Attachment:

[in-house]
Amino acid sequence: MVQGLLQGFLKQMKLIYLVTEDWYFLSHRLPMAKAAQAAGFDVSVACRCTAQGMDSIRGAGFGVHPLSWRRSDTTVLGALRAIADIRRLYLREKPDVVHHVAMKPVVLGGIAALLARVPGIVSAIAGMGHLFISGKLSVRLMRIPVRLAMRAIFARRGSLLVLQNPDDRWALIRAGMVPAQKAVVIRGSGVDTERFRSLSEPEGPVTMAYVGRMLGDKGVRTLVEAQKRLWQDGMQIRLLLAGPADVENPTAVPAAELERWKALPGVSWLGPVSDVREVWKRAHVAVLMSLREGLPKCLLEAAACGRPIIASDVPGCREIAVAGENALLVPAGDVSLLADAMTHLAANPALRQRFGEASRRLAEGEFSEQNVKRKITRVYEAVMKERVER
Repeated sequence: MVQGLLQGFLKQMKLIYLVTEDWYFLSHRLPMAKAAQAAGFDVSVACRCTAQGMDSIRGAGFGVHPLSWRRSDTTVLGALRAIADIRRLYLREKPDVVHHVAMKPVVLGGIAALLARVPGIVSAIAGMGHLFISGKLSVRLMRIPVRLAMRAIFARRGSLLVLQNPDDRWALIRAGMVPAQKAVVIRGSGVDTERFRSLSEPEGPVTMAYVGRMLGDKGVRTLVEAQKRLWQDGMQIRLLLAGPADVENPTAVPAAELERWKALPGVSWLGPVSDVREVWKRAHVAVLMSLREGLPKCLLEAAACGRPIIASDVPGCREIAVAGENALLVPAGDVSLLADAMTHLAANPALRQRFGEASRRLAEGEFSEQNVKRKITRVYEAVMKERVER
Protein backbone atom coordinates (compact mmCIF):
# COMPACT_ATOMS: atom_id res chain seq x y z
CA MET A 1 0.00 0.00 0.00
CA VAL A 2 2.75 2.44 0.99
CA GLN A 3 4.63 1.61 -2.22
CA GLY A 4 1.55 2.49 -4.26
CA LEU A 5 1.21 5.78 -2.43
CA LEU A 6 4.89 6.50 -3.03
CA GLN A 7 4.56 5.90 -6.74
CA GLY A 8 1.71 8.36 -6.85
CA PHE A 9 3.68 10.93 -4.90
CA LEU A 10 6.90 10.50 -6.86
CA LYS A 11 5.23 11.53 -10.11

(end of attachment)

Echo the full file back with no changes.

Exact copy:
[in-house]
Amino acid sequence: MVQGLLQGFLKQMKLIYLVTEDWYFLSHRLPMAKAAQAAGFDVSVACRCTAQGMDSIRGAGFGVHPLSWRRSDTTVLGALRAIADIRRLYLREKPDVVHHVAMKPVVLGGIAALLARVPGIVSAIAGMGHLFISGKLSVRLMRIPVRLAMRAIFARRGSLLVLQNPDDRWALIRAGMVPAQKAVVIRGSGVDTERFRSLSEPEGPVTMAYVGRMLGDKGVRTLVEAQKRLWQDGMQIRLLLAGPADVENPTAVPAAELERWKALPGVSWLGPVSDVREVWKRAHVAVLMSLREGLPKCLLEAAACGRPIIASDVPGCREIAVAGENALLVPAGDVSLLADAMTHLAANPALRQRFGEASRRLAEGEFSEQNVKRKITRVYEAVMKERVER
Repeated sequence: MVQGLLQGFLKQMKLIYLVTEDWYFLSHRLPMAKAAQAAGFDVSVACRCTAQGMDSIRGAGFGVHPLSWRRSDTTVLGALRAIADIRRLYLREKPDVVHHVAMKPVVLGGIAALLARVPGIVSAIAGMGHLFISGKLSVRLMRIPVRLAMRAIFARRGSLLVLQNPDDRWALIRAGMVPAQKAVVIRGSGVDTERFRSLSEPEGPVTMAYVGRMLGDKGVRTLVEAQKRLWQDGMQIRLLLAGPADVENPTAVPAAELERWKALPGVSWLGPVSDVREVWKRAHVAVLMSLREGLPKCLLEAAACGRPIIASDVPGCREIAVAGENALLVPAGDVSLLADAMTHLAANPALRQRFGEASRRLAEGEFSEQNVKRKITRVYEAVMKERVER
Protein backbone atom coordinates (compact mmCIF):
# COMPACT_ATOMS: atom_id res chain seq x y z
CA MET A 1 0.00 0.00 0.00
CA VAL A 2 2.75 2.44 0.99
CA GLN A 3 4.63 1.61 -2.22
CA GLY A 4 1.55 2.49 -4.26
CA LEU A 5 1.21 5.78 -2.43
CA LEU A 6 4.89 6.50 -3.03
CA GLN A 7 4.56 5.90 -6.74
CA GLY A 8 1.71 8.36 -6.85
CA PHE A 9 3.68 10.93 -4.90
CA LEU A 10 6.90 10.50 -6.86
CA LYS A 11 5.23 11.53 -10.11